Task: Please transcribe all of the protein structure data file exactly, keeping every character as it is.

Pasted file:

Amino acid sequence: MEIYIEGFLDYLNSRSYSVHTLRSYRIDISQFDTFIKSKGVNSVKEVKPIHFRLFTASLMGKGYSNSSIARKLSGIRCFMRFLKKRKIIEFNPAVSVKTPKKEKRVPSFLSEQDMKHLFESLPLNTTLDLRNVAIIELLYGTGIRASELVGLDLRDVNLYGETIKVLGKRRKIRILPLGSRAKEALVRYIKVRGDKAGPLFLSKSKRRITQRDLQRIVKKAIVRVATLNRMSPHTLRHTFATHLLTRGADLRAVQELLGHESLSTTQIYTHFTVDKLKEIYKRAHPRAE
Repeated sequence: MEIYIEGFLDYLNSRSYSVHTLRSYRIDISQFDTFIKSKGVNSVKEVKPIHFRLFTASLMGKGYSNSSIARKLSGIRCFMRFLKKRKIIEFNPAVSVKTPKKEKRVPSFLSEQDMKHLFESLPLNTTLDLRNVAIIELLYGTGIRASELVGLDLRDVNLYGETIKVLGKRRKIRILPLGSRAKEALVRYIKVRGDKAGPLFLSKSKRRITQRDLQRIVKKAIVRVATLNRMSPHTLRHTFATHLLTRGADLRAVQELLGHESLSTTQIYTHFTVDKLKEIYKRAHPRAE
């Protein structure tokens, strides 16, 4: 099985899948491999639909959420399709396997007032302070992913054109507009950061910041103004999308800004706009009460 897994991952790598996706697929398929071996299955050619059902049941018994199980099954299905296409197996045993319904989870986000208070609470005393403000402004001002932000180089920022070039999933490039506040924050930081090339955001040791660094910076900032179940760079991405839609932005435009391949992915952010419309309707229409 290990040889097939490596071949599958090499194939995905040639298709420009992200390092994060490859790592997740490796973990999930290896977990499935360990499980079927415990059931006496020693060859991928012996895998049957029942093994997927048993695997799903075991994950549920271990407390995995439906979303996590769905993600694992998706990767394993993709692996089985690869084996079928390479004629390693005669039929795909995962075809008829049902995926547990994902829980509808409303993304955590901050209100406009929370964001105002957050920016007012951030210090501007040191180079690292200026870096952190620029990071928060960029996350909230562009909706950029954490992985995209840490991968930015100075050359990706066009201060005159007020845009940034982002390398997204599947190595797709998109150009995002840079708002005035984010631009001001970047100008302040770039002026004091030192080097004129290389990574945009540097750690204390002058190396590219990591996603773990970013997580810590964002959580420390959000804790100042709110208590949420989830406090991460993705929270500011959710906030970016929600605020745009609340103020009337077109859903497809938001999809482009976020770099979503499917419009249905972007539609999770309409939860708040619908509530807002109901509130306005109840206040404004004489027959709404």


Amino acid sequence: MEIYIEGFLDYLNSRSYSVHTLRSYRIDISQFDTFIKSKGVNSVKEVKPIHFRLFTASLMGKGYSNSSIARKLSGIRCFMRFLKKRKIIEFNPAVSVKTPKKEKRVPSFLSEQDMKHLFESLPLNTTLDLRNVAIIELLYGTGIRASELVGLDLRDVNLYGETIKVLGKRRKIRILPLGSRAKEALVRYIKVRGDKAGPLFLSKSKRRITQRDLQRIVKKAIVRVATLNRMSPHTLRHTFATHLLTRGADLRAVQELLGHESLSTTQIYTHFTVDKLKEIYKRAHPRAE
Repeated sequence: MEIYIEGFLDYLNSRSYSVHTLRSYRIDISQFDTFIKSKGVNSVKEVKPIHFRLFTASLMGKGYSNSSIARKLSGIRCFMRFLKKRKIIEFNPAVSVKTPKKEKRVPSFLSEQDMKHLFESLPLNTTLDLRNVAIIELLYGTGIRASELVGLDLRDVNLYGETIKVLGKRRKIRILPLGSRAKEALVRYIKVRGDKAGPLFLSKSKRRITQRDLQRIVKKAIVRVATLNRMSPHTLRHTFATHLLTRGADLRAVQELLGHESLSTTQIYTHFTVDKLKEIYKRAHPRAE
């Protein structure tokens, strides 16, 4: 099985899948491999639909959420399709396997007032302070992913054109507009950061910041103004999308800004706009009460 897994991952790598996706697929398929071996299955050619059902049941018994199980099954299905296409197996045993319904989870986000208070609470005393403000402004001002932000180089920022070039999933490039506040924050930081090339955001040791660094910076900032179940760079991405839609932005435009391949992915952010419309309707229409 290990040889097939490596071949599958090499194939995905040639298709420009992200390092994060490859790592997740490796973990999930290896977990499935360990499980079927415990059931006496020693060859991928012996895998049957029942093994997927048993695997799903075991994950549920271990407390995995439906979303996590769905993600694992998706990767394993993709692996089985690869084996079928390479004629390693005669039929795909995962075809008829049902995926547990994902829980509808409303993304955590901050209100406009929370964001105002957050920016007012951030210090501007040191180079690292200026870096952190620029990071928060960029996350909230562009909706950029954490992985995209840490991968930015100075050359990706066009201060005159007020845009940034982002390398997204599947190595797709998109150009995002840079708002005035984010631009001001970047100008302040770039002026004091030192080097004129290389990574945009540097750690204390002058190396590219990591996603773990970013997580810590964002959580420390959000804790100042709110208590949420989830406090991460993705929270500011959710906030970016929600605020745009609340103020009337077109859903497809938001999809482009976020770099979503499917419009249905972007539609999770309409939860708040619908509530807002109901509130306005109840206040404004004489027959709404």